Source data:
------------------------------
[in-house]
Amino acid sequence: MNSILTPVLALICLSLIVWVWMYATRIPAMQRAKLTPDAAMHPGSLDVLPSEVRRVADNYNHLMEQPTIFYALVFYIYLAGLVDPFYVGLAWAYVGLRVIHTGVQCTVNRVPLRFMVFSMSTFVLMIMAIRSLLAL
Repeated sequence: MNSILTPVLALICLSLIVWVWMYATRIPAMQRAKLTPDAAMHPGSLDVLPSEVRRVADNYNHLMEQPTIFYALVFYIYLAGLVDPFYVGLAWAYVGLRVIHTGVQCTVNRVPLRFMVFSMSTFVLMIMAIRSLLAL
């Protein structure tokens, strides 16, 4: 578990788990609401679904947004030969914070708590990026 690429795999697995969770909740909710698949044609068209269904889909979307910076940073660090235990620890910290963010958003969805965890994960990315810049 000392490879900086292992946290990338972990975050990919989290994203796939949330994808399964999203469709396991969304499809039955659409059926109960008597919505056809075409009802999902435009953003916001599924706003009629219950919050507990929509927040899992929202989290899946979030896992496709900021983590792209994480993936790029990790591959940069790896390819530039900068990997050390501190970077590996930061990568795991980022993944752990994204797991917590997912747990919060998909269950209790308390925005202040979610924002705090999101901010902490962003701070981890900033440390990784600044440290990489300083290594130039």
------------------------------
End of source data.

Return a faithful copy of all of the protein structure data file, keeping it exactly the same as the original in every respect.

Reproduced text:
[in-house]
Amino acid sequence: MNSILTPVLALICLSLIVWVWMYATRIPAMQRAKLTPDAAMHPGSLDVLPSEVRRVADNYNHLMEQPTIFYALVFYIYLAGLVDPFYVGLAWAYVGLRVIHTGVQCTVNRVPLRFMVFSMSTFVLMIMAIRSLLAL
Repeated sequence: MNSILTPVLALICLSLIVWVWMYATRIPAMQRAKLTPDAAMHPGSLDVLPSEVRRVADNYNHLMEQPTIFYALVFYIYLAGLVDPFYVGLAWAYVGLRVIHTGVQCTVNRVPLRFMVFSMSTFVLMIMAIRSLLAL
């Protein structure tokens, strides 16, 4: 578990788990609401679904947004030969914070708590990026 690429795999697995969770909740909710698949044609068209269904889909979307910076940073660090235990620890910290963010958003969805965890994960990315810049 000392490879900086292992946290990338972990975050990919989290994203796939949330994808399964999203469709396991969304499809039955659409059926109960008597919505056809075409009802999902435009953003916001599924706003009629219950919050507990929509927040899992929202989290899946979030896992496709900021983590792209994480993936790029990790591959940069790896390819530039900068990997050390501190970077590996930061990568795991980022993944752990994204797991917590997912747990919060998909269950209790308390925005202040979610924002705090999101901010902490962003701070981890900033440390990784600044440290990489300083290594130039």